Dr Philpott on religious freedom and world affairs

Daniel Philpott, Notre Dame

In a symposium organized by Dr Farr on Religion’s Role in World Affairs (see this ), colleague Daniel Philpott of the University of Notre Dame made the following claims about religious freedom:

“The first proposition is that authoritarian regimes who suppress religious freedom—that is, undifferentiated, or integralist regimes—encourage terrorism. Their control of religious actors prevents the political participation and competition that fosters compromise and moderation.”

“The second proposition is that democratic regimes who allow religious freedoms moderate terrorism, or at least the sort of anti-systemic extremism with which terrorism is associated.”

“The third proposition is that religious actors who were once undemocratic can over time become more democratic. The great historical example is the Catholic Church and its evolution towards an embrace of religious freedom and human rights more broadly at the Second Vatican Council. Today, Turkey’s Justice and Development Party and Indonesia’s Nahdlatul Ulama have trod a good ways down a similar path in the Islamic world.”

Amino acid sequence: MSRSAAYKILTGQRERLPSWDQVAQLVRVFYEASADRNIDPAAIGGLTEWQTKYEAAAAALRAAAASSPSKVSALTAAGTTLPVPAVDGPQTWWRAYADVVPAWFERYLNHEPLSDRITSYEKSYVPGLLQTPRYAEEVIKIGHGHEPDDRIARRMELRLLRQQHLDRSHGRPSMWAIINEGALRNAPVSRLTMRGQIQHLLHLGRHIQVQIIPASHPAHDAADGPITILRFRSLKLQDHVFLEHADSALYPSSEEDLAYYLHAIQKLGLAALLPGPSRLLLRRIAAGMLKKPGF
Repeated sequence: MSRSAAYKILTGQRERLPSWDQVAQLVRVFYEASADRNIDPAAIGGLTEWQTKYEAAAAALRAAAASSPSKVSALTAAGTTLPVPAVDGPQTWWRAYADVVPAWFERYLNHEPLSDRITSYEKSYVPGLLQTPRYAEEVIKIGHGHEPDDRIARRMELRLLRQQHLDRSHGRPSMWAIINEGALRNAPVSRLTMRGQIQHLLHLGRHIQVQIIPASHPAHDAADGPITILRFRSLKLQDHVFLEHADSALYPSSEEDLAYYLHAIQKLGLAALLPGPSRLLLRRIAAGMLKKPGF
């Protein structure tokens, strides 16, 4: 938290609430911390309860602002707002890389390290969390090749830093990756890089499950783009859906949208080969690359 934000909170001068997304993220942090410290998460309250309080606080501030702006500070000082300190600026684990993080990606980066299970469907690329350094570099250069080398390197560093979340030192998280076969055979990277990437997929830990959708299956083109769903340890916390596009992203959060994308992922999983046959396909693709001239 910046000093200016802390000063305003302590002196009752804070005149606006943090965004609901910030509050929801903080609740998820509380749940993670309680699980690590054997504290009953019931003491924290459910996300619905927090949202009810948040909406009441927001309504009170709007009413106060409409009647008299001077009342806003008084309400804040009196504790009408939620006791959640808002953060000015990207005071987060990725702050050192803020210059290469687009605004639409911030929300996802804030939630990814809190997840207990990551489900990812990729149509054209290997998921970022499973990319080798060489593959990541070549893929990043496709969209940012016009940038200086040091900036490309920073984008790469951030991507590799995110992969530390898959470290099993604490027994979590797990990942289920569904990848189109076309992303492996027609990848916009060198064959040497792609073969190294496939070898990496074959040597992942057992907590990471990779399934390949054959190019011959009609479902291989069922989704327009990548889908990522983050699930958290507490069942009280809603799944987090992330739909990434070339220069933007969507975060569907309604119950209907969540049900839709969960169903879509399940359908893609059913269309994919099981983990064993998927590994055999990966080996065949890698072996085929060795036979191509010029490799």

“The fourth proposition is that the same actors can even help to bring about democratic regimes. In the Catholic case, once churches in Poland, Brazil, and the Philippines embraced human rights and religious freedom they became motors of democratization. Similarly, the two parties just mentioned have not only evolved internally but have pressured their countries to become more democratic.”

“A policy of great pressure towards democratization, the inclusion of religious freedom in democratization, and the “constructive engagement” of religious actors might well promote democracy, stability, and the reduction of terrorism better than an unreflective presumption for alliances with authoritarian regimes who suppress their religious citizens.”.

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